Byline: Laurie Ammerman

ALBANY, N.Y. — State legislators expect to introduce by early next year several measures aimed at combating sweatshops.
Felix Ortiz (D., Kings), chairman of the Assembly Subcommittee on Sweatshops, held the first in a series of hearings last Thursday to address worker protection issues in the apparel industry and to prepare for bills he plans to introduce in January at the beginning of the next legislative session to strengthen workers’ compensation laws.
Ortiz’s district includes the Sunset Park section of Brooklyn, which is estimated to have 400 sweatshops, according to Geri Reilly, counsel to Catherine Nolan (D., Queens), chairwoman of the Assembly Labor Committee. The hearings in Sunset Park included testimony from factory operators and workers from the area.
“At times, it seemed emotional because people seeking worker’s compensation had waited months for benefits, and some employers had even denied that the people worked for them,” Reilly said.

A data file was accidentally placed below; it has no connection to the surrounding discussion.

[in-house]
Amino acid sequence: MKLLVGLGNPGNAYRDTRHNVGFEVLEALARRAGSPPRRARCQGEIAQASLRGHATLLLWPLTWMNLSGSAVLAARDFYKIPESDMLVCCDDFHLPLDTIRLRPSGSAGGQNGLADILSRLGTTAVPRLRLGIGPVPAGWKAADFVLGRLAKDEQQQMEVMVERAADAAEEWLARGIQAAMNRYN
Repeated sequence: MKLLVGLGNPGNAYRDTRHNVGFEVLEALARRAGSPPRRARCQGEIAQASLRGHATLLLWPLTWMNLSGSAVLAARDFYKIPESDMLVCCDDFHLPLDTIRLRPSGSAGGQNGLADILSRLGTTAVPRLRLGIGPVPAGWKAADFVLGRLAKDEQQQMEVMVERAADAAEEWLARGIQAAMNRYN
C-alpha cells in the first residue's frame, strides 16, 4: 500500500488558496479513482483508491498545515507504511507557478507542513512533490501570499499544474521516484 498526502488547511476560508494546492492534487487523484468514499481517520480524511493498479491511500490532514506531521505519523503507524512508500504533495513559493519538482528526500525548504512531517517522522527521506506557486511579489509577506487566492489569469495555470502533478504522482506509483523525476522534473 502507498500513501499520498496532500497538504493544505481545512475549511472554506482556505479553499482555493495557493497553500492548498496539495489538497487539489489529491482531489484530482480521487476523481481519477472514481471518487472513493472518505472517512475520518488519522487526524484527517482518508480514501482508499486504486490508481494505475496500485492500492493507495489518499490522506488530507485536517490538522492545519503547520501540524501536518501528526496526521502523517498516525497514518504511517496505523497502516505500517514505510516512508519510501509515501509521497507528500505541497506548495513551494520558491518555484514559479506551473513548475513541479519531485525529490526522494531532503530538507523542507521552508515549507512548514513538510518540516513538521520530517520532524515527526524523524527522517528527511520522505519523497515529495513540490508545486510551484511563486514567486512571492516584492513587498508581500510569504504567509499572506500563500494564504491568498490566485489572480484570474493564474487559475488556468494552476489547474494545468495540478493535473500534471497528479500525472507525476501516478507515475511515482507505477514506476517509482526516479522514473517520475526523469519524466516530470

In transcripts of the hearing, one garment worker, Bao Zhi Ni, told the committee, “For many long hours, I work without proper safety equipment and under filthy conditions. I work at least 11 or 12 hours every day, but because the bosses depress the wage so low, we can only make $20 to $30 a day.”
Ortiz is drafting legislation that would strengthen existing measures, such as the minimum wage law, to protect apparel industry workers.
“The biggest problem is that the Department of Labor is not enforcing the minimum wage law,” Ortiz said.
He plans to draw up legislation that would increase the number of DOL enforcement agents and require them to inspect contractors more frequently to verify that their registration, worker’s compensation and time cards are in compliance with the law.
Ortiz also intends to introduce a separate bill that would require truckers to verify that a contractor had registered with the Labor Department prior to accepting shipments.
Several bills were introduced in the 1996-97 legislative session that dealt with the garment industry. The Unpaid Wages Prohibition Act, which was signed Sept. 17 by Gov. George Pataki, is intended to make it easier for workers to file claims for unpaid wages with the DOL and to allow them to collect up to six years in back wages.

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